Tuesday, July 04, 2006

Thoughts On An Afternoon Movie

So, I decide Saturday to go to a 2:20 movie at Malco’s Paradiso Theatre. We’re rushing because we’re late, but we get there just as the house lights are dimmed and the advertisements begin.

Yes, I said advertisements.

The show time given in the newspaper wasn’t the time when the movie or the previews would began. Rather, it was the time when those godawful, aggravating advertisements bombard us as we enjoy our $15 worth of popcorn and Diet Cokes.

Finally, the ads end after about seven minutes, and the previews begin. The first preview featured flatulence, a second one was built around a tube sock and self-gratification and several stale sexual innuendoes and the third was about a threesome…in high school.

By the time the movie I came to see finally started, I had endured a spate of ads that I didn’t want to see and three previews that injected a coarseness into our afternoon. I’ve never been a prude, but the sexual jokes these days are just cheap laughs from uninspired screenwriters.

And Hollywood can’t figure out why we aren’t buying as many movie tickets.


mike said...

First, did you complain to the theater manager? If not, how does he know you were upset? Speak up!

Second, all those ads are what's keeping the price of tickets down. The costs have to be recovered somewhere. It's a trade-off. Unless you'd rather go ad-free and pay $15 per ticket?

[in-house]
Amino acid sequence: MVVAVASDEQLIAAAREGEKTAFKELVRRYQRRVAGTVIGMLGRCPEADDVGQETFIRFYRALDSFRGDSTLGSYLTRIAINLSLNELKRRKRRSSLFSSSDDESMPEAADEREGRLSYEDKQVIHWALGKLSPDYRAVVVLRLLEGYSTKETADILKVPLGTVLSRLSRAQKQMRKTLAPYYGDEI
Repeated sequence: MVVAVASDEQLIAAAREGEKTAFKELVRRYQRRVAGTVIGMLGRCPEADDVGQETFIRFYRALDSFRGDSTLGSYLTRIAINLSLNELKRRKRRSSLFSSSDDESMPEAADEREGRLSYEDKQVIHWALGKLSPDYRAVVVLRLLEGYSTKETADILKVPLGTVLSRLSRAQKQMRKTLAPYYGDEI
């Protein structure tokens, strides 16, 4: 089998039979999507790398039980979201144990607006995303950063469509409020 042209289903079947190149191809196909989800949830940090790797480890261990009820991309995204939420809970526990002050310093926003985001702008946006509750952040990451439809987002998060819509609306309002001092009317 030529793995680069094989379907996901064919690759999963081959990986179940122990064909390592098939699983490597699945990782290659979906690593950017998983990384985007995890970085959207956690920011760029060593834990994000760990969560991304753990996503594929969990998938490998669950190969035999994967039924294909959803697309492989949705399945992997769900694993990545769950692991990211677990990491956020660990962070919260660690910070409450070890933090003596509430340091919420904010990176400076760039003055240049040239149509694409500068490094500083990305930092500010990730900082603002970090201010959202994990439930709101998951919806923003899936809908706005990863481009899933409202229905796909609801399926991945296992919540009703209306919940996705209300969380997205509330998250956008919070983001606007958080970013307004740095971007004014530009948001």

Smart City Consulting said...


The managers blame it to the home office and seemed sympathetic. They certainly didn't seem to have a notion that the ads sometimes allowed us cheaper tickets. I guess I'm skeptical about the leverage point between ads and ticket prices. Since the ads began, ticket prices have gone up for an afternoon movie. I suspect the ads are just seen as another revenue stream. As for me, my main goal is to never buy anything from any of the advertisers.

Brassmask said...

I don't buy the whole advertising deferring the costs of tickets.

If someone could show me that prices have stayed the same since the advertising started and that theatres haven't had improved bottom lines, then I might be open to it.

Smart City Consulting said...

Now, Mike, we might pay more for the theaters to convert its projection equipment.

Next time, I'll take Roger Ebert's advice, reacting to the trend of pre-movie ads:

"If I were faced with 20 minutes of paid advertising before a movie, I would simply walk out and demand my money back . . . When I pay for a ticket, I am personally subsidizing the screening, and resent being made into a captive victim. I receive an avalanche of mail on this subject, and cannot understand why advertisers would want to attract hostility toward their products by deliberately offending potential customers."